|Nutritional Guidelines (per serving)|
|Amount per serving|
|% Daily Value*|
|Total Fat 0g||0%|
|Saturated Fat 0g||0%|
|Total Carbohydrate 20g||7%|
|Dietary Fiber 2g||7%|
|*The % Daily Value (DV) tells you how much a nutrient in a food serving contributes to a daily diet. 2,000 calories a day is used for general nutrition advice.|
The kamikaze is an iconic drink in the bar. It's one of the best-known vodka "martinis" and offers a sweet-tart taste that many will enjoy. In fact, it's such a popular mix that there's also a kamikaze shooter and a number of other variations to explore.
The history of the drink is as interesting as the history of the name. In Japanese, the word Japanese translates to "divine wind" and initially referred to the typhoon that the Mongols were met with while trying to invade Japan in the 13th century. But it's also often erroneously attributed to also a name used by the Japanese military for its pilots and their missions, either, although it seems they later adopted the use of the phrase despite the fact that the word used for their pilots was slightly different. To some extent, you can chalk it up to the classic old-fashioned telephone game, where words and meaning become lost in translation the further they go.
The drink's origins can be traced to an American naval base in Japan after World War II. It became popular in the 1970s, according to writer Heywood Gould in his book "Cocktail," who calls it a classic disco era cocktail invented by teenagers.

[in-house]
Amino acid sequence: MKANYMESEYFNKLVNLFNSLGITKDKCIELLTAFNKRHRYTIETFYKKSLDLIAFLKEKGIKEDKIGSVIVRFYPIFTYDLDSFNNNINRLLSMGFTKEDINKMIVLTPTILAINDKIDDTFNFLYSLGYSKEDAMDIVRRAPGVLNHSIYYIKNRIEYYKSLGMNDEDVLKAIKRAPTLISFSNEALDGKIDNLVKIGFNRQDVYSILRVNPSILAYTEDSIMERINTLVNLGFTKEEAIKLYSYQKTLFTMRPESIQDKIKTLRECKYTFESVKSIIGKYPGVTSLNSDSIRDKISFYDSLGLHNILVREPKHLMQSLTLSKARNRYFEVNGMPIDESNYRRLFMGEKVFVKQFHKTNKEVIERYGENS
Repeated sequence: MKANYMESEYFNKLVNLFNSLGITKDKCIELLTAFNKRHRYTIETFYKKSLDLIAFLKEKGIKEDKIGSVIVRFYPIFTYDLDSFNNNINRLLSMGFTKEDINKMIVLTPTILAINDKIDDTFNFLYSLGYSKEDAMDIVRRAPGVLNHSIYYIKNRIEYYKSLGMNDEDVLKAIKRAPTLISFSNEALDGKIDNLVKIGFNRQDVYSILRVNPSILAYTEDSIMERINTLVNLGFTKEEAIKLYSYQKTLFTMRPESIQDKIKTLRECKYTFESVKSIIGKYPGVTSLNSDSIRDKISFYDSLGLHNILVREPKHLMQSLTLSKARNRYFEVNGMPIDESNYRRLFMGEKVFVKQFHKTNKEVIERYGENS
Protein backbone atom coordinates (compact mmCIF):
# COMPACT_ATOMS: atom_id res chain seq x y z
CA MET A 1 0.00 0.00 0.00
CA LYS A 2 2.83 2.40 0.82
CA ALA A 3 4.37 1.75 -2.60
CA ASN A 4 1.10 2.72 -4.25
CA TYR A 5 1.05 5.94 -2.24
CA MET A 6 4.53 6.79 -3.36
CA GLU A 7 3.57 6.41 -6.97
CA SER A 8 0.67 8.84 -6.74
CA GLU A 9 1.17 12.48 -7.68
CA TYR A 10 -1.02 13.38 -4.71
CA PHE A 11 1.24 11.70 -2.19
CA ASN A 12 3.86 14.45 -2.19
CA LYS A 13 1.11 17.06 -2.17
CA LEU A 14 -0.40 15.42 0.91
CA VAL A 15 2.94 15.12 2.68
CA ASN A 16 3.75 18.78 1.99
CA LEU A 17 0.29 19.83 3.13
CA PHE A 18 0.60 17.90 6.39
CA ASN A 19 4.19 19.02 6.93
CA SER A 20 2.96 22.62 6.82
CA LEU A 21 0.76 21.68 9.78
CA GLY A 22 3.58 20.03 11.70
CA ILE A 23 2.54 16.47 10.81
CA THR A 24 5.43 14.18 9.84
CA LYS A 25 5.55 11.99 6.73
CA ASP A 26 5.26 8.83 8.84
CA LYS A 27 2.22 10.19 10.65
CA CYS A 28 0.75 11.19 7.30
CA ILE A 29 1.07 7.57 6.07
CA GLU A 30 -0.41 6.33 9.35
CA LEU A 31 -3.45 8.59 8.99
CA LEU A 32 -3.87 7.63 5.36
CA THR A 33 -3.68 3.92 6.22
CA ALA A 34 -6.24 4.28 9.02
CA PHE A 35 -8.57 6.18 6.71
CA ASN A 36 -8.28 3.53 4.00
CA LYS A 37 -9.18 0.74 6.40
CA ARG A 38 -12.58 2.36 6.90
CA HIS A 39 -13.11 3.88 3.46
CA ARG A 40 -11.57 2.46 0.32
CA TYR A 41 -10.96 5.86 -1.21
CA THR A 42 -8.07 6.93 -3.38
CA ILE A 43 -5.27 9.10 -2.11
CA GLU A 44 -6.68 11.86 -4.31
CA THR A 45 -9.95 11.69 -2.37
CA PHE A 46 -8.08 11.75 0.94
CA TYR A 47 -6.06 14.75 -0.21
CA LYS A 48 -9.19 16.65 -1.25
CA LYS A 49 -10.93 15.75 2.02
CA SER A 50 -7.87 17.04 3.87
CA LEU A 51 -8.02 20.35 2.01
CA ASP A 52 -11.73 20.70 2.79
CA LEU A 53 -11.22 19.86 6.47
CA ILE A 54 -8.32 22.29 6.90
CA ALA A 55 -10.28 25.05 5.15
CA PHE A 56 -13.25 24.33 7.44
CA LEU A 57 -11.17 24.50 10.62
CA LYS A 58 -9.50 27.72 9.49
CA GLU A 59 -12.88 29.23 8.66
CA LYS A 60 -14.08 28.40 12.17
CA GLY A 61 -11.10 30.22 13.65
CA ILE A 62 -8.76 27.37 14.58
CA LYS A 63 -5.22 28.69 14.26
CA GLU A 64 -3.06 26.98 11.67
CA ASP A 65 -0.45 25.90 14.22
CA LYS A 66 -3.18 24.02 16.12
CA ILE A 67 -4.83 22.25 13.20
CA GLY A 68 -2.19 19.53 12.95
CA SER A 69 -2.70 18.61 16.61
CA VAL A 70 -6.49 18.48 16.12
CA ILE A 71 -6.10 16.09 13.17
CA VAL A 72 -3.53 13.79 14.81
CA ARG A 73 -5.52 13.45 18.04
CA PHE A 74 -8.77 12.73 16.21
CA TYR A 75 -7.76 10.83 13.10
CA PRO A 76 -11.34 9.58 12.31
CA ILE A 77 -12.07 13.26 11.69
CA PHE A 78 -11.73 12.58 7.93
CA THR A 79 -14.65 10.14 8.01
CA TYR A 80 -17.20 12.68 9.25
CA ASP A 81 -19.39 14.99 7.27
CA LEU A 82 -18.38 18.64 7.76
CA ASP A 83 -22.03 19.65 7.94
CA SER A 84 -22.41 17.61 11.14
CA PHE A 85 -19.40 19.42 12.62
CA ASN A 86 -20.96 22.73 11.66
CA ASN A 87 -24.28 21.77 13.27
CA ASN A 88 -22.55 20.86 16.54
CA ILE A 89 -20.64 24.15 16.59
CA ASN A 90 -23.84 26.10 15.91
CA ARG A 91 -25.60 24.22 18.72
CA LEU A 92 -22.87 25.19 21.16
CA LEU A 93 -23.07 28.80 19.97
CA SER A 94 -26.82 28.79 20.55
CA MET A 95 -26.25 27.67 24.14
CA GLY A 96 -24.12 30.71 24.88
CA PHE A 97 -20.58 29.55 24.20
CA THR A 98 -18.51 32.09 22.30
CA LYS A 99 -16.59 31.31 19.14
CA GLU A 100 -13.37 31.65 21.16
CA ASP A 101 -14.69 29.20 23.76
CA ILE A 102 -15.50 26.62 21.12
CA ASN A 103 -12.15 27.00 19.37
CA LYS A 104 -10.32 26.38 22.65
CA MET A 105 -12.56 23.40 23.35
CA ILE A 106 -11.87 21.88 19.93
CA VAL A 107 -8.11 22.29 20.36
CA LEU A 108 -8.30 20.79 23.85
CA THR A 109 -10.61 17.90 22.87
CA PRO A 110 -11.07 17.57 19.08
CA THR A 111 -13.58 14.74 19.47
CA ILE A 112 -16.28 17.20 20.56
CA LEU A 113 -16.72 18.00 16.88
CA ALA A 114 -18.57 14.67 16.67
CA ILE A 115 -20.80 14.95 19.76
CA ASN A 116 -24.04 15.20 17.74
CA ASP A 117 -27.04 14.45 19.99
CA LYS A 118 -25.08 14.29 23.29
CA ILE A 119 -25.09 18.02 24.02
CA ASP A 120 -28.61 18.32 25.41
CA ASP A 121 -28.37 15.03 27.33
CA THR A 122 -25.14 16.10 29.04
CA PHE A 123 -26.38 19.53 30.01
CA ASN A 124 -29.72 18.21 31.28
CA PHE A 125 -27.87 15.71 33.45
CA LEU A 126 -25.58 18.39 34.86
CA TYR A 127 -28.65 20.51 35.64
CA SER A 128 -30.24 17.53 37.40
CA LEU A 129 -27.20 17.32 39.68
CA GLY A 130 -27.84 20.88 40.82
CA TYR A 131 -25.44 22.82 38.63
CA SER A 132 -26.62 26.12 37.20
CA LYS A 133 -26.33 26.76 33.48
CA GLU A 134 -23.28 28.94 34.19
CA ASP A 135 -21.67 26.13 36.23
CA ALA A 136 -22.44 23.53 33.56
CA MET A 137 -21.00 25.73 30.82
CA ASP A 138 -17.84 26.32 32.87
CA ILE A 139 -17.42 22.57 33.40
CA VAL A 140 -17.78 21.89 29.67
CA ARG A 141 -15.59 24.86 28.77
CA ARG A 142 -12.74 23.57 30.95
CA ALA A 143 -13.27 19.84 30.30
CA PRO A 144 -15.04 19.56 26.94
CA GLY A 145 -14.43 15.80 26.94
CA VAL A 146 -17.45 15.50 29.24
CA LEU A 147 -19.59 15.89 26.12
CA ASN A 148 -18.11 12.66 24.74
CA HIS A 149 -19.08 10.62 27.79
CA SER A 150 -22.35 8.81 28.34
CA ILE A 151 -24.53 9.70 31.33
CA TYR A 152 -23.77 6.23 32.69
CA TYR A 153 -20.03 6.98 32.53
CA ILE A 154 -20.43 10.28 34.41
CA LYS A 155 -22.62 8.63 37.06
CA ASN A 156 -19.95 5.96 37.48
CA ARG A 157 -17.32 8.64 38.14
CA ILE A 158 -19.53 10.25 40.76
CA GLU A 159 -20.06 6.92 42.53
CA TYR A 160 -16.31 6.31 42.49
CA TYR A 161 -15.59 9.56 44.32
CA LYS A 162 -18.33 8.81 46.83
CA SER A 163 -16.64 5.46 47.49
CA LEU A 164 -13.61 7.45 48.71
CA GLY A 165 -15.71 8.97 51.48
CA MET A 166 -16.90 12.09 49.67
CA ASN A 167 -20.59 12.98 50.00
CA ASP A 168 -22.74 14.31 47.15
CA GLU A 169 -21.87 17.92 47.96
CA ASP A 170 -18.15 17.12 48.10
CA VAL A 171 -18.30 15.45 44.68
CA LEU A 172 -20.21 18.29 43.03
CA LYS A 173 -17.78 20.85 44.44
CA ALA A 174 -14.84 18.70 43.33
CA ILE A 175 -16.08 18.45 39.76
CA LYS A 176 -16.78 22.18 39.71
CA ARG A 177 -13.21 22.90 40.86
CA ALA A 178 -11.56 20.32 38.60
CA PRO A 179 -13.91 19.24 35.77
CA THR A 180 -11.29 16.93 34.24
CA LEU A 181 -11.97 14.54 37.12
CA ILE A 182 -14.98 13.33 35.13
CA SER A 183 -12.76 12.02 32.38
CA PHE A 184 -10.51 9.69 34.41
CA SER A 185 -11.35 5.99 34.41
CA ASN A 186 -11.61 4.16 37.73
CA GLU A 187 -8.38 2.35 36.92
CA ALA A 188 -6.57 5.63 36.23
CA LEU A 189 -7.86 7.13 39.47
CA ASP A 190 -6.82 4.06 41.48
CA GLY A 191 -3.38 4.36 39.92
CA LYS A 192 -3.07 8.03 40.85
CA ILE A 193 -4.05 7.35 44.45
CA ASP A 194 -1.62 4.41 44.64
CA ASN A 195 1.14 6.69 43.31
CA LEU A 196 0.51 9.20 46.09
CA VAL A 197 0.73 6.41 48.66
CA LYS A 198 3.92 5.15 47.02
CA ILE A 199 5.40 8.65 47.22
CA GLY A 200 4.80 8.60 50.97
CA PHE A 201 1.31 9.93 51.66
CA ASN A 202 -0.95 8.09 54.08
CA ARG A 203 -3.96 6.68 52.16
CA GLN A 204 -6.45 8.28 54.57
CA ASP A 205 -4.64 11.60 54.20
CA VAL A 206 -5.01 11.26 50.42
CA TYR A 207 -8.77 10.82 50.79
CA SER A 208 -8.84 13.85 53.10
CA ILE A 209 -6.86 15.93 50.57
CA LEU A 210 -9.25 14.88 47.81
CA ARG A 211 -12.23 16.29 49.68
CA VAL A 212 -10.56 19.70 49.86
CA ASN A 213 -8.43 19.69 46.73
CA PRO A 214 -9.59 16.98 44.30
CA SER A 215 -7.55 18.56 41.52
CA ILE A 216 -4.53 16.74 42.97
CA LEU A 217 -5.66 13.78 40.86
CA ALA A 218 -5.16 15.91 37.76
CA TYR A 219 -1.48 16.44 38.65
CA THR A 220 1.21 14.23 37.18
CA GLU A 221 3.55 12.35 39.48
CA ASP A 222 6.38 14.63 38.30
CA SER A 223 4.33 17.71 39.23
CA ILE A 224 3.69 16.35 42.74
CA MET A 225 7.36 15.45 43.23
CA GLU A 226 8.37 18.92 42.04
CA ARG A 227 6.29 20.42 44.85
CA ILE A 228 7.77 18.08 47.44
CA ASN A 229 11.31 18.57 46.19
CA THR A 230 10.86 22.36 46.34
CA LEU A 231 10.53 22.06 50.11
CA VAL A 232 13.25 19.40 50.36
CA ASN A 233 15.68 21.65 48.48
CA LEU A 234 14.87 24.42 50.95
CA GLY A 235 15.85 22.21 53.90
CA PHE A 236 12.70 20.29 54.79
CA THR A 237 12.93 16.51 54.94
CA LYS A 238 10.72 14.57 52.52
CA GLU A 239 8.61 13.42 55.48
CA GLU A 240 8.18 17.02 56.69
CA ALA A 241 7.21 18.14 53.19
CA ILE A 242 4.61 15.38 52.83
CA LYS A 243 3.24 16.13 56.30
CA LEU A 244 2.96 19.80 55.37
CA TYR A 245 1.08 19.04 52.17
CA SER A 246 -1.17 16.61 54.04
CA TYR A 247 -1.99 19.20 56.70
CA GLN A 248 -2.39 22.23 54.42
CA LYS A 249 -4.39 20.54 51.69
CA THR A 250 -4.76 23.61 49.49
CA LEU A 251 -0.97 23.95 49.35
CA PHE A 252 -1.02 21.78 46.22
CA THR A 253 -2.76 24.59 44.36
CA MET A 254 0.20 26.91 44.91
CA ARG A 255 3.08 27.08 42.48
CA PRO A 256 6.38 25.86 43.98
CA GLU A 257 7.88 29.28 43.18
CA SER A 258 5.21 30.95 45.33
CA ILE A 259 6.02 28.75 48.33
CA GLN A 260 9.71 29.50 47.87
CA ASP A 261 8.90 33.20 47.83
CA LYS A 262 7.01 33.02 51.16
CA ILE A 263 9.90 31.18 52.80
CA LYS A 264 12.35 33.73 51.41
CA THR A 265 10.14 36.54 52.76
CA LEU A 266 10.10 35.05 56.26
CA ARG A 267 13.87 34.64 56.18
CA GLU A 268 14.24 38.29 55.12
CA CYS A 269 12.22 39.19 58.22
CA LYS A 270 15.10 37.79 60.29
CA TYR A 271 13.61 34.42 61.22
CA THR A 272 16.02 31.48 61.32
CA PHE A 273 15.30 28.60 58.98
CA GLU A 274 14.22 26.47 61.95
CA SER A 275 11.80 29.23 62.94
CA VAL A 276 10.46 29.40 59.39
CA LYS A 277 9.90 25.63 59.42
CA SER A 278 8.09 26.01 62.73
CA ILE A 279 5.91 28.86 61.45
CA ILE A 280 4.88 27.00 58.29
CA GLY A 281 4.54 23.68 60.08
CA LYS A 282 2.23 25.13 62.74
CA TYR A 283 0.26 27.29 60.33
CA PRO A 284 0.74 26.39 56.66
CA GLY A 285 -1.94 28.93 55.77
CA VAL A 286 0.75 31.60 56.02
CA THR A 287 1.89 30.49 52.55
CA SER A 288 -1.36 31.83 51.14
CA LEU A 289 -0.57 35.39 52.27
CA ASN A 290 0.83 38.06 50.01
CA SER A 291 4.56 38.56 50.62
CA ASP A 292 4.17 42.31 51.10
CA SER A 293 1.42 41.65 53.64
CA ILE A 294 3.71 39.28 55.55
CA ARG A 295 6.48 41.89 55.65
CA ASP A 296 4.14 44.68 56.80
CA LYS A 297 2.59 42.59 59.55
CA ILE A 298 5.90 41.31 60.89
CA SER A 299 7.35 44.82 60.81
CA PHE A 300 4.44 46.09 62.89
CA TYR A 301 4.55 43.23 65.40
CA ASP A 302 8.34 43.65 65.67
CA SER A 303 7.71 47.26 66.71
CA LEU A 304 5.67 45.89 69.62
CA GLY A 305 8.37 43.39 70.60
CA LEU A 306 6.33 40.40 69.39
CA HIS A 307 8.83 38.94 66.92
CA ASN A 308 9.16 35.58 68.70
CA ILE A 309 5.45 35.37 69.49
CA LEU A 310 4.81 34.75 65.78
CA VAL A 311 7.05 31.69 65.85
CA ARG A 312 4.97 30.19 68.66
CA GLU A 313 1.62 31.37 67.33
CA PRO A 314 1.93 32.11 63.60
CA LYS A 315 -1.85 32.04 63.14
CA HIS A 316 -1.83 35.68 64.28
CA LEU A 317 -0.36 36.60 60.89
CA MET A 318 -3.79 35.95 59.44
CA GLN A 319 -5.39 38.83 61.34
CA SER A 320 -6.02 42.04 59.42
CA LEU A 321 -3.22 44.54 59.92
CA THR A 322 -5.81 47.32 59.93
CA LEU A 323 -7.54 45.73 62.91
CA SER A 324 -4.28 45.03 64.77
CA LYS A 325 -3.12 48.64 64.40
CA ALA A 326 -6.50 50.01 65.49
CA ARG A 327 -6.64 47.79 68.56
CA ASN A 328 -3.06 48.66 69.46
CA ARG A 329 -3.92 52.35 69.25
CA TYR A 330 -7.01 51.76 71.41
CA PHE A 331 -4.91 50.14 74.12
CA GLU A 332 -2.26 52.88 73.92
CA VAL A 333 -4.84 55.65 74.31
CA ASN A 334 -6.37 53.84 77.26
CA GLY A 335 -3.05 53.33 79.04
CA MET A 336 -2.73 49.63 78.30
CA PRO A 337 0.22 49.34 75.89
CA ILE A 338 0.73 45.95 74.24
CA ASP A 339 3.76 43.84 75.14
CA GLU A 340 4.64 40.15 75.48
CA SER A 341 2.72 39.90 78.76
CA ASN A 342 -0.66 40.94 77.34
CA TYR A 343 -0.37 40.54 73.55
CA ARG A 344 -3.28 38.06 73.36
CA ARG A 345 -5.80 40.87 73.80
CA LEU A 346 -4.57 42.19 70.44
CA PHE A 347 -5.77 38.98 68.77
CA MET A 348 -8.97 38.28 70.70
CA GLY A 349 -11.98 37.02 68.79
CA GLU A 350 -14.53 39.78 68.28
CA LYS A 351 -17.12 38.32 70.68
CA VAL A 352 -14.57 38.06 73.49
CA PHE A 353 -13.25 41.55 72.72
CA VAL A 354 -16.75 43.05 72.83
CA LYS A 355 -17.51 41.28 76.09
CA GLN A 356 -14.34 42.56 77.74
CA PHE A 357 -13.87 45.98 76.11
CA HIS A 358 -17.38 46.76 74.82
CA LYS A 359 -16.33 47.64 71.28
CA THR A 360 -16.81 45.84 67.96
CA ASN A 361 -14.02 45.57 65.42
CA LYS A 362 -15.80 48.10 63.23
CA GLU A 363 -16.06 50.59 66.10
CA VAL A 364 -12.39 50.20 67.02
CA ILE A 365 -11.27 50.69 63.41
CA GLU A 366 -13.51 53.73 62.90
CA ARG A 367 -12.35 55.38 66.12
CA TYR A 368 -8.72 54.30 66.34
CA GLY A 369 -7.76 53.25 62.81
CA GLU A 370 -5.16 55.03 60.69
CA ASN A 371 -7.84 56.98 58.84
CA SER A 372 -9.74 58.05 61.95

If you look at the recipe, you'll notice that the kamikaze is quite simply a vodka margarita, and it's also very similar to a daiquiri. The proportions of the famous tequila-lime cocktail are different, but the ingredients are the same. So, if you don't like tequila for one reason or another, this is a great option.
- 1 1/2 ounces vodka
- 1 ounce lime juice (fresh)
- 1 ounce triple sec
- Garnish: lime wedge
Gather the ingredients.
In a cocktail shaker filled with ice cubes, pour the vodka, lime juice, and triple sec.
- This is a cocktail where you want to pour the smoothest vodka in your bar. Use premium vodkas that you would typically enjoy on their own or in your vodka martini.
- Fresh lime juice definitely produces a better-tasting kamikaze. You should be able to get 1 ounce of juice out of a whole lime. Just squeeze it directly into the shaker.
- Ensure that the quality of the triple sec matches that of your vodka. Combier and Cointreau are two great options; you can also pour a high-end curaçao.
- Adjust the ratio of the three ingredients to suit your taste. For instance, you might like a little more lime and prefer your kamikaze with 1 1/2 ounces of lime juice and just 1/2 ounce of the orange liqueur.
- Turn the kamikaze a pretty blue color by pouring blue curaçao instead of triple sec.
- Try flavored vodka; almost any fruit infusion works. Try it with berry, citrus, coconut, or pineapple vodkas. Vanilla vodka works well, too; it'll make it similar to the key lime pie martini without the pineapple.
- Another popular variation is a "SoCo" kamikaze, in which the vodka is replaced with Southern Comfort.
How Strong Is a Kamikaze Cocktail?
The kamikaze is a very strong martini, weighing in around 25 percent ABV (50 proof). That's typical of drinks in this style and over half the strength of the vodka itself. If you want to avoid a hangover, think twice about mixing up another round.